Native Wellness Center offers Indigenous-inspired foods


History records that Sacagawea, a Shoshone woman, was a skilled food gatherer. She dug with sharp sticks to harvest prairie turnips, wild artichokes and wild licorice.

The Native Americans who encountered the Corps of Discovery were generally hospitable to the white men and the one enslaved African-American traveling with Meriwether Lewis and William Clark.

These Indigenous peoples could not know then that the expedition would open the door in the years ahead to radical encounters with death, cultural dismantling, bison slaughter and forced dependence on government rations instead of the healthier hunter-gatherer foods to which they were accustomed.

Today, Native Americans and Alaska Natives suffer from high rates of obesity and diabetes.

The Butte Native Wellness Center on East Galena Street received a $10,000 grant in November 2023 from the First Nations Development Institute to distribute at least 500 Indigenous meal kits, totaling at least 5,000 pounds of food, by September.

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Meal kits comprised of Indigenous-inspired foods are seen packed on a table on Wednesday, March 13, 2024, at the Butte Native Wellness Center.

The center distributes free Indigenous-inspired meal kits on Thursdays. There are no eligibility requirements and the meal kits are available — first-come, first-served — to both Native and non-Native families.

The kits include ingredients indigenous to the Americas and generally do not include salt, white sugar, white flour or dairy. Kit contents can yield recipes suitable for people with diabetes, pre-diabetes and other chronic illnesses.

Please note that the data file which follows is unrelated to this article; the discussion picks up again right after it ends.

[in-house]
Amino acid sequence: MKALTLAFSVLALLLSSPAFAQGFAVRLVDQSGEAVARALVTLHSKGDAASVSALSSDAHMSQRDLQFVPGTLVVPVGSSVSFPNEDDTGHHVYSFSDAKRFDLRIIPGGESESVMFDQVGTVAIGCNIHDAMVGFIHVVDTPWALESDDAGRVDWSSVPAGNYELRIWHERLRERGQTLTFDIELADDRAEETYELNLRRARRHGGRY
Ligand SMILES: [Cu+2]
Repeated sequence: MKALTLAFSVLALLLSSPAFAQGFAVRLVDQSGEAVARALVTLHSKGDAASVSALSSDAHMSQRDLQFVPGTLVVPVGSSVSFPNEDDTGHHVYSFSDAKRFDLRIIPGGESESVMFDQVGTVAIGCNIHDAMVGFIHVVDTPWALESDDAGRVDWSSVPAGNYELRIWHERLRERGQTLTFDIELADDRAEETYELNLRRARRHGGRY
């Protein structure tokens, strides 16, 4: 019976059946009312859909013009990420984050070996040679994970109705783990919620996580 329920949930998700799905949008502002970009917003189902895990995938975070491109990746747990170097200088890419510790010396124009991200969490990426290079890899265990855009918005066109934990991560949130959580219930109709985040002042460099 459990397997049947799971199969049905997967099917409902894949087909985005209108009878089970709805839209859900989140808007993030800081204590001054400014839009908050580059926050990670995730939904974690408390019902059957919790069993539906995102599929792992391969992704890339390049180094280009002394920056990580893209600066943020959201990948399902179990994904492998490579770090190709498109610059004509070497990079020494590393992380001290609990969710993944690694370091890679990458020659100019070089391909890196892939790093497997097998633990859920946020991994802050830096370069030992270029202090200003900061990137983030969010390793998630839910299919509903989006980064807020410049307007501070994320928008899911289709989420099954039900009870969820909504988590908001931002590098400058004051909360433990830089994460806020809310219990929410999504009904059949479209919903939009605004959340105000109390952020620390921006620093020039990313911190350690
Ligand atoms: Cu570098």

Aimee Velk, a registered dietician and nutritionist, and Phoebe DeLucco, a community outreach specialist, are among the staff shepherding the meal kits program at the Butte Native Wellness Center.


Aimee Velk, a registered dietician, nutritionist for the Butte Native Wellness Center, sits for a portrait on Wednesday, March 13, 2024, in the lobby of the facility on East Galena Street. 

Earlier this month, DeLucco said the center had provided 1,037 pounds of food in 98 meal kits to 52 households since Jan. 24.  

When bison from the Blackfeet Nation, lake trout from Native Fish Keepers and wild rice from the Red Lake Nation in Minnesota are available they’re included. And popular, Velk said.

The meal kits assembled March 13 for distribution the next day included 1 pound of ground turkey, two green bell peppers, a 3-pound bag of apples, quinoa, an onion, diced tomatoes, low-sodium chicken broth and more.

The kits also incorporate compostable containers from EcoMontana.

Efforts to save or restore foundational elements of Native American culture that were diminished or lost to centuries of oppression include the food sovereignty movement.

Advocates observe that restoring indigenous foods is necessary for the continued survival and well-being of Native peoples and the Earth.


The logo for the Butte Native Wellness Center is seen on a meal kit packed with Indigenous-inspired foods on Wednesday, March 13, 2024.

The Howard University School of Law published a brief history of civil rights during what it described as the Reservation Era, from 1850-1887.

“Assimilation tactics, such as creating a dependence on food rations, kidnapping and enrolling Indian children in boarding schools, and punishing the use of Native languages, began to become commonplace in tribal communities. The impacts of this era on Native culture have been devastating and reaches well into modernity,” the history observes.

As do efforts to support and embrace what can be preserved and reclaimed.

The Butte Native Wellness Center distributes the Indigenous meal kits on Thursdays, 9 a.m. to 5 p.m., or until the kits prepared for that day are gone. The center is closed from noon to 1 p.m. The kits are free and distribution is first-come, first-served. The center is at 55 E. Galena St., Uptown Butte.


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